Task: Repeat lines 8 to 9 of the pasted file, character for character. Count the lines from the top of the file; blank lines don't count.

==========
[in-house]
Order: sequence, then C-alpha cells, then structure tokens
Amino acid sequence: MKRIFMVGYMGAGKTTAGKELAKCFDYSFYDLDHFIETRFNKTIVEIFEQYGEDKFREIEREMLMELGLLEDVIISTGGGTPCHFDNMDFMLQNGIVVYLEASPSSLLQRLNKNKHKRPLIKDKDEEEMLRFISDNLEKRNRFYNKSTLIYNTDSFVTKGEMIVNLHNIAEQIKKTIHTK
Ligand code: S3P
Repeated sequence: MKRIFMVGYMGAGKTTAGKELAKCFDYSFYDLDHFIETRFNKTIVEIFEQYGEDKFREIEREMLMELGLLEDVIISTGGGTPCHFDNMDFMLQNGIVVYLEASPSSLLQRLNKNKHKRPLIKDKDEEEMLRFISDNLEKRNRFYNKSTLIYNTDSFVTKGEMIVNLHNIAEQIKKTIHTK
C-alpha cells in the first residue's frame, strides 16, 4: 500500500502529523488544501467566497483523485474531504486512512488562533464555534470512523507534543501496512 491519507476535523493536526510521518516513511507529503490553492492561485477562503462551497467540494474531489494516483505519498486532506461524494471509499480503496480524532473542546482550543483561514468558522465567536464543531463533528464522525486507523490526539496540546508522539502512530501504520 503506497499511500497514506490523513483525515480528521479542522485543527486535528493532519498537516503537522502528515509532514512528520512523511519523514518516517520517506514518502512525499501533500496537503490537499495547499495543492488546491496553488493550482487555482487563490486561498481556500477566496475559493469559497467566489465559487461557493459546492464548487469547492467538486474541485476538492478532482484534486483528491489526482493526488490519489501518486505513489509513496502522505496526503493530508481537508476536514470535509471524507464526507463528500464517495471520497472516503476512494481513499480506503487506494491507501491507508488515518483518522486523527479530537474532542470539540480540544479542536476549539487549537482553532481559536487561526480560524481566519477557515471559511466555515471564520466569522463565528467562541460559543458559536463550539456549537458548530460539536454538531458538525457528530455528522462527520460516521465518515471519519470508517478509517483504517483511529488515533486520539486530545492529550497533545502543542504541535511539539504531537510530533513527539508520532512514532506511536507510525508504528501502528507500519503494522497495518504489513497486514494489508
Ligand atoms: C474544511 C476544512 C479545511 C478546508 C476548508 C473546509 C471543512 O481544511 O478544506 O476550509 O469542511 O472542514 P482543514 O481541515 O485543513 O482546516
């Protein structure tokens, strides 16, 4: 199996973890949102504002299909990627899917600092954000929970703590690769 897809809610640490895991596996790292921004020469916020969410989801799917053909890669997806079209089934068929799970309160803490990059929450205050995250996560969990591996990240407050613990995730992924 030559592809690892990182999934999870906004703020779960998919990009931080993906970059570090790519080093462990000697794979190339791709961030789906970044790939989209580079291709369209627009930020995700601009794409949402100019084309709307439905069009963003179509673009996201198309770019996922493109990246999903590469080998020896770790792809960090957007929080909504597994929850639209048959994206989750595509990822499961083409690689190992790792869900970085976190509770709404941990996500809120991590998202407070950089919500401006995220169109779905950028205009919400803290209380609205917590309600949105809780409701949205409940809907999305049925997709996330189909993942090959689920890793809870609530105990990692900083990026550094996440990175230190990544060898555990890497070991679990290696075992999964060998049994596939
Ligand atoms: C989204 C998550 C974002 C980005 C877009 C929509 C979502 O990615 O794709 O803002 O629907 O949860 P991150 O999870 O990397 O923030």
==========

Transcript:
């Protein structure tokens, strides 16, 4: 199996973890949102504002299909990627899917600092954000929970703590690769 897809809610640490895991596996790292921004020469916020969410989801799917053909890669997806079209089934068929799970309160803490990059929450205050995250996560969990591996990240407050613990995730992924 030559592809690892990182999934999870906004703020779960998919990009931080993906970059570090790519080093462990000697794979190339791709961030789906970044790939989209580079291709369209627009930020995700601009794409949402100019084309709307439905069009963003179509673009996201198309770019996922493109990246999903590469080998020896770790792809960090957007929080909504597994929850639209048959994206989750595509990822499961083409690689190992790792869900970085976190509770709404941990996500809120991590998202407070950089919500401006995220169109779905950028205009919400803290209380609205917590309600949105809780409701949205409940809907999305049925997709996330189909993942090959689920890793809870609530105990990692900083990026550094996440990175230190990544060898555990890497070991679990290696075992999964060998049994596939
Ligand atoms: C989204 C998550 C974002 C980005 C877009 C929509 C979502 O990615 O794709 O803002 O629907 O949860 P991150 O999870 O990397 O923030």